Russell: The surprising aspects of the Washington Redskins after seven games

Chris Russell writes and Ben Standig talks about the unexpected positives from the Washington Redskins so far this season.

The Washington Redskins have hit their bye weekend. Seven down, nine to go when the team returns early next week to prepare for a road game at the New England Patriots.


They hit their vacation with a somewhat unexpected 3-4 record and a legitimate chance inside a watered down NFC East.


The first seven games brought plenty of good and a dose of not so-good for Jay Gruden’s team in his second year as Washington’s head coach.


Here are three surprises that are very noticeable when watching the games live and on coach’s film.


1 – Heart and Character: This Redskins team is far from great, but they have consistently shown a resiliency that was on display this past Sunday, down 24-0 and getting booed, before they bounced back against a Tampa team that did not go quietly and won 31-30.


That’s the easy example. They’ve dominated games in the first half (St. Louis, Philadelphia) before struggling in the third quarter and even into the fourth, before closing the door on the Rams and coming from behind in sure but steady fashion to beat the Eagles.


Don’t forget the last minute field goal drive in Atlanta to force overtime before a brutal end to such a hard-fought game.


A team with no heart and character doesn’t do this.


I’ve even been impressed they didn’t completely roll over and play dead in both losses at MetLife Stadium this year. In the Giants week three loss, if Matt Jones doesn’t fumble going into the end zone – who knows how that game ends. Even with that, Rashad Ross contributed the Redskins first special teams touchdown of any sort since 2010.


Against the Jets, Jamison Crowder had a contested fourth down drop that would have been a touchdown. Mason Foster had his hands on an on-side kick that would have given the offense another chance and then there was the first Redskins blocked punt since 2006 by Jeron Johnson, recovered by Ross for a touchdown.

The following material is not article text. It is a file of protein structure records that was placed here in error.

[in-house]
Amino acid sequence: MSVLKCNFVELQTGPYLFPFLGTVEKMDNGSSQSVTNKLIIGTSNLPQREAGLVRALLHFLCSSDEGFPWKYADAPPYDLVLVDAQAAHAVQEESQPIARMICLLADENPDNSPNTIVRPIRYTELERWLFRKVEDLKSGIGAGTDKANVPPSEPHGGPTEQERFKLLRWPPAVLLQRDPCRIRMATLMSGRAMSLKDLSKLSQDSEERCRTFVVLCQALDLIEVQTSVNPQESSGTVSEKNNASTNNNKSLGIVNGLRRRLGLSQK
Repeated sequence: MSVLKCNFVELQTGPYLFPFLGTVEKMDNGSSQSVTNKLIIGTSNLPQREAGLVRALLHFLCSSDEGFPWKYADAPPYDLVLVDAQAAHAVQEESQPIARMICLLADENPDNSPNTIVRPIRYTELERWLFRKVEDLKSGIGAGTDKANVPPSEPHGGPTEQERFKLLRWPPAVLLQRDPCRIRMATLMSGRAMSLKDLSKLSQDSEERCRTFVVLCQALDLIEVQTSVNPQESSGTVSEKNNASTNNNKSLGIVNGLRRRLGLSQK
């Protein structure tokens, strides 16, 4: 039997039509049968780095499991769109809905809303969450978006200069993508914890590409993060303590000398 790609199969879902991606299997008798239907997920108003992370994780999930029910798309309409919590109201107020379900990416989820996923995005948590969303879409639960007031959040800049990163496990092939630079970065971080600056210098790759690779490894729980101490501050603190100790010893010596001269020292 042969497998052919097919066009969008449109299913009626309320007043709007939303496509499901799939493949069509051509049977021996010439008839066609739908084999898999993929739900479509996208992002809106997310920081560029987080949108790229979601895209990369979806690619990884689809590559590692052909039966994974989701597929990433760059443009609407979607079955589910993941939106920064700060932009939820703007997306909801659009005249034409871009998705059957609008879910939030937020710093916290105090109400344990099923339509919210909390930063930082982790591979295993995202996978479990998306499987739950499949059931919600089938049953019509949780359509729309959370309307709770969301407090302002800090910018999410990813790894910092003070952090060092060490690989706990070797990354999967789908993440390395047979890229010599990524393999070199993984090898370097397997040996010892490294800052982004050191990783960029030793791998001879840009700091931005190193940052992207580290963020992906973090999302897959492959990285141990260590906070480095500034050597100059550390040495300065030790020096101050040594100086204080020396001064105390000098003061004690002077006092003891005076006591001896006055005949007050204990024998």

There’s been no sniping or backstabbing, no pointing of the finger at anyone or anything. Believe it or not, it’s starting to feel like the Redskins are achieving stability.


2- Special Team’s success: We mentioned the blocked punt for a touchdown against the Jets and kickoff return for a score against the Giants, but the onside kick recovery by Washington during Sunday’s comeback win, is by far the most notable contribution on special teams all year.


Why? The Redskins executed it brilliantly based on something they had identified on film, worked on during practice and used in a huge spot.  It was a gutsy call by Jay Gruden, but tremendous execution by Dustin Hopkins and friends.


Hopkins has been very good since replacing Kai Forbath after week one. Hopkins has a huge leg and that came into play on the game-tying field goal in Atlanta as regulation time expired and in every game with kickoffs regularly boomed deep into the end zone or out of it.


Ross has been solid as a kick returner overall and contributed a 33-yard return to fuel the Redskins first touchdown on Sunday.


The negative? Tress Way had a punt blocked (Giants) for a safety, Miami won the season opener on a punt-return touchdown and Tampa nearly blocked three first-half punts on Sunday.


3 – Pass Protection: The Redskins have yielded eight sacks. A lot of that is on Kirk Cousins who gets rid of the ball much quicker than Robert Griffin III or Colt McCoy.


Some of the credit goes to Bill Callahan for working with a mash unit.


A lot of the credit should go to the players. Trent Williams has been quite good in pass protection. Spencer Long has held up. Morgan Moses and Brandon Scherff have had a couple of bad moments but overall, this unit has been very good in this area.


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